After a full day of two three-hour classes, I just wanted to go home to my host family. Being around the other students where I was studying abroad in Costa Rica made me melancholy. They were all so outgoing and confident, with a easygoing thirst for adventure that made my stressed-out, culture-shocked self retreat far into the shadows. Don’t get me wrong, they were a great group of people, but even as nice as they were to me, I was endlessly intimidated, and plagued by a foreboding sense that I couldn’t fit in with them.
It was also Friday. The weekend was calling my name, and I was cold and tired and ready to descend the hill to San Rafael where I could unwind. But on Fridays, we had another assignment. We had to stay later, watch a movie, and talk about it. It would be close to 8:30pm when I finally stepped up to my host family’s gate and called my shy, diffident, “¡Hola!”
Trying to ignore the fact that I really didn’t want to be there, I seated myself in a cushioned couch with one of my classmates, whom I had connected with most on this study abroad experience. After watching the movie, the students talked through a bit of commentary. I didn’t express myself wonderfully in Spanish–probably used the wrong word and sounded odd. And then we braved the dark windy night on Monte de la Cruz for the twenty seconds it took to pile into the university van that would take us each back to our home-stays.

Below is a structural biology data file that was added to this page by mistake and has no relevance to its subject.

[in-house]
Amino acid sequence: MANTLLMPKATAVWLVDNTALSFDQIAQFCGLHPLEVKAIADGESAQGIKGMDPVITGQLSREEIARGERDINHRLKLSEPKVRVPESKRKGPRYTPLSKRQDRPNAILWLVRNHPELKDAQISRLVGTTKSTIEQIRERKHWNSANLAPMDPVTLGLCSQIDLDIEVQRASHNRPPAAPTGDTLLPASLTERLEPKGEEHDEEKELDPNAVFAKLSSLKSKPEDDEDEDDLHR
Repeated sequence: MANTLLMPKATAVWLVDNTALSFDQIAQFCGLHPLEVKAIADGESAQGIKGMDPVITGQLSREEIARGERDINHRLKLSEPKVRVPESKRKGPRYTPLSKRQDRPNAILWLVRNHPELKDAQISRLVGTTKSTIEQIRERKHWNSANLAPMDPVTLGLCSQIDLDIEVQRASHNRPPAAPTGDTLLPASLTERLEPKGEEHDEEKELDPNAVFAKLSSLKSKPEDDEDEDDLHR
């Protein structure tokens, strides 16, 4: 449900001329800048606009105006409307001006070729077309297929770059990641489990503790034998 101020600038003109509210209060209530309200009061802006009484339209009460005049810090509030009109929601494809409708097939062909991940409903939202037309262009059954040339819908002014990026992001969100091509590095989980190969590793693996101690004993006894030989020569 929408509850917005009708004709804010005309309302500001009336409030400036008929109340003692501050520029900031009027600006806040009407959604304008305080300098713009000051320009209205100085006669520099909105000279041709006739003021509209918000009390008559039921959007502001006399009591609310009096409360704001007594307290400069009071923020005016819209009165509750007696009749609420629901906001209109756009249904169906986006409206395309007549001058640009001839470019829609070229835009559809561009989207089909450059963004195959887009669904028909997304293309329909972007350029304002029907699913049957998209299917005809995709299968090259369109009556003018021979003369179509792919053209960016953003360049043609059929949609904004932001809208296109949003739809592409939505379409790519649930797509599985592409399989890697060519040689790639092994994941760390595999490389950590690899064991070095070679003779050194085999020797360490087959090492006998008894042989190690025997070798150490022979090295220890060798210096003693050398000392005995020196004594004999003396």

The first part of the descent into San Rafael was hemmed in by tall trees, but about halfway down, they opened up, and I suddenly found myself looking at a sight that filled me with joy like a jolt of electricity. I saw the Valle Central spread out, a huge depression in the earth bordered by mountainous hills pulling up the other side. A dense network of countless lights unfolded, as far as I could see before trees blocked my view again. San José, San Rafael, Heredia…and many more cities and communities I hadn’t yet heard the names of, were illuminated, decorated with lights from closely packed houses, buildings, and streets.
I was rushed back to my childhood, staring out the window of my parents’ car as we drove home in the dark. I would stare off into the distance at the speckled glow of the faraway urban landscape, and it always filled me with wonder. Even while I vehemently considered myself a country person, I had an acutely fond fascination for city lights.
I didn’t know how overwhelming they could be until that night. No one else in the car seemed as filled with the sense of ecstasy that beat within me. I didn’t know what to do with this inspiration, this joy. Civilization. Life. Activity. Light superimposed upon the dark in an eternity of patterns and variations. I tried to express my rapture in Spanish, but I failed. I would have failed in English too.
The second time I encountered this sight in Costa Rica, I tried to take a picture of it, but my phone couldn’t handle it. Fortunately, I found one on google, but it’s from a different angle, and it still doesn’t quite capture everything.
Like a starry landscape, something so powerful in person is very difficult to express with a mere photograph.